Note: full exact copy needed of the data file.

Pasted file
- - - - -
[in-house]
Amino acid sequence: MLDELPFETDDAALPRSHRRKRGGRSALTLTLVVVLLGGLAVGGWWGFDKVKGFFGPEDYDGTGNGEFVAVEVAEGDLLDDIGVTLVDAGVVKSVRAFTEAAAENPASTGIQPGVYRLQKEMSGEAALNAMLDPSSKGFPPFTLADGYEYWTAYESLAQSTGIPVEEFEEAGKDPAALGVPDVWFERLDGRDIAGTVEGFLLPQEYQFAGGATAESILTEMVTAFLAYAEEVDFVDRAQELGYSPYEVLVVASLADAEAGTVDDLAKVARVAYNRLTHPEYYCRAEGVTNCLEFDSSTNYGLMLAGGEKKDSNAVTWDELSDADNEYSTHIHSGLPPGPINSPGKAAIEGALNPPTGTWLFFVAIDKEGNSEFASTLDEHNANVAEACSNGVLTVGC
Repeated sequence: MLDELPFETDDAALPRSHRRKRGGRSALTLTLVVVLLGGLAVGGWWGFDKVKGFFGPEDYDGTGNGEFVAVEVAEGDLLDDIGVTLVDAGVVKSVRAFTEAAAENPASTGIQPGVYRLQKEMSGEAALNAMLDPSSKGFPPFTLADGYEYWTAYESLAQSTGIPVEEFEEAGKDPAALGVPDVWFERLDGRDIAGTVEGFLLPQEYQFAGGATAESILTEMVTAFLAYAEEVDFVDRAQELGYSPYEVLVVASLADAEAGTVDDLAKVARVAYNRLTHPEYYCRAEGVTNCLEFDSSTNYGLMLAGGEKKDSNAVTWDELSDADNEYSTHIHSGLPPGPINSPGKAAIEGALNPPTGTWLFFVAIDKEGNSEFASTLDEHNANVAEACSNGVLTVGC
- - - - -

[in-house]
Amino acid sequence: MLDELPFETDDAALPRSHRRKRGGRSALTLTLVVVLLGGLAVGGWWGFDKVKGFFGPEDYDGTGNGEFVAVEVAEGDLLDDIGVTLVDAGVVKSVRAFTEAAAENPASTGIQPGVYRLQKEMSGEAALNAMLDPSSKGFPPFTLADGYEYWTAYESLAQSTGIPVEEFEEAGKDPAALGVPDVWFERLDGRDIAGTVEGFLLPQEYQFAGGATAESILTEMVTAFLAYAEEVDFVDRAQELGYSPYEVLVVASLADAEAGTVDDLAKVARVAYNRLTHPEYYCRAEGVTNCLEFDSSTNYGLMLAGGEKKDSNAVTWDELSDADNEYSTHIHSGLPPGPINSPGKAAIEGALNPPTGTWLFFVAIDKEGNSEFASTLDEHNANVAEACSNGVLTVGC
Repeated sequence: MLDELPFETDDAALPRSHRRKRGGRSALTLTLVVVLLGGLAVGGWWGFDKVKGFFGPEDYDGTGNGEFVAVEVAEGDLLDDIGVTLVDAGVVKSVRAFTEAAAENPASTGIQPGVYRLQKEMSGEAALNAMLDPSSKGFPPFTLADGYEYWTAYESLAQSTGIPVEEFEEAGKDPAALGVPDVWFERLDGRDIAGTVEGFLLPQEYQFAGGATAESILTEMVTAFLAYAEEVDFVDRAQELGYSPYEVLVVASLADAEAGTVDDLAKVARVAYNRLTHPEYYCRAEGVTNCLEFDSSTNYGLMLAGGEKKDSNAVTWDELSDADNEYSTHIHSGLPPGPINSPGKAAIEGALNPPTGTWLFFVAIDKEGNSEFASTLDEHNANVAEACSNGVLTVGC